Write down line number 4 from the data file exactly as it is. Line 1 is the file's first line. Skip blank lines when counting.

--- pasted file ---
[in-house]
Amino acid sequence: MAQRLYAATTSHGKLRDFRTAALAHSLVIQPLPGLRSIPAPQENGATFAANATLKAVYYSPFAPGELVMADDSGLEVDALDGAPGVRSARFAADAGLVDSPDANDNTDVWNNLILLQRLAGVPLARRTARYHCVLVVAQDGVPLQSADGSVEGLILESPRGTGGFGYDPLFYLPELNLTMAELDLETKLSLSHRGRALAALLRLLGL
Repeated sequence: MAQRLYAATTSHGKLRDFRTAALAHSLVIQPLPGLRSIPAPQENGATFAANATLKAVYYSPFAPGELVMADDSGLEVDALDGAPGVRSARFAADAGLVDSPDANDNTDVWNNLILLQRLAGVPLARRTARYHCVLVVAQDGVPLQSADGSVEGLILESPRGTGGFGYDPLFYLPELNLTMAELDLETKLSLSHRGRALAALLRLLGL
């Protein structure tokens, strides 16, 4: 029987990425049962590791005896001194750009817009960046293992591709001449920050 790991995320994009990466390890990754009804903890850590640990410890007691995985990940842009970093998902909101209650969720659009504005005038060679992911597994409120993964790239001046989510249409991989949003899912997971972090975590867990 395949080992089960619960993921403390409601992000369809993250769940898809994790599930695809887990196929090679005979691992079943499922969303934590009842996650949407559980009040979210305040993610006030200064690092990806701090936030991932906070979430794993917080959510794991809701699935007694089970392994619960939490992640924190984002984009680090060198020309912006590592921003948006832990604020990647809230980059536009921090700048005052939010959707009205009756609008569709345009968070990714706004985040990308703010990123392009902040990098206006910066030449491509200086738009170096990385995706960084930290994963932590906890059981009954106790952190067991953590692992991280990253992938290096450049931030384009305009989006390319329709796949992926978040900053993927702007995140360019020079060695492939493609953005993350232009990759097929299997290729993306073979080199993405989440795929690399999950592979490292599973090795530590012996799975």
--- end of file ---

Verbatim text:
């Protein structure tokens, strides 16, 4: 029987990425049962590791005896001194750009817009960046293992591709001449920050 790991995320994009990466390890990754009804903890850590640990410890007691995985990940842009970093998902909101209650969720659009504005005038060679992911597994409120993964790239001046989510249409991989949003899912997971972090975590867990 395949080992089960619960993921403390409601992000369809993250769940898809994790599930695809887990196929090679005979691992079943499922969303934590009842996650949407559980009040979210305040993610006030200064690092990806701090936030991932906070979430794993917080959510794991809701699935007694089970392994619960939490992640924190984002984009680090060198020309912006590592921003948006832990604020990647809230980059536009921090700048005052939010959707009205009756609008569709345009968070990714706004985040990308703010990123392009902040990098206006910066030449491509200086738009170096990385995706960084930290994963932590906890059981009954106790952190067991953590692992991280990253992938290096450049931030384009305009989006390319329709796949992926978040900053993927702007995140360019020079060695492939493609953005993350232009990759097929299997290729993306073979080199993405989440795929690399999950592979490292599973090795530590012996799975």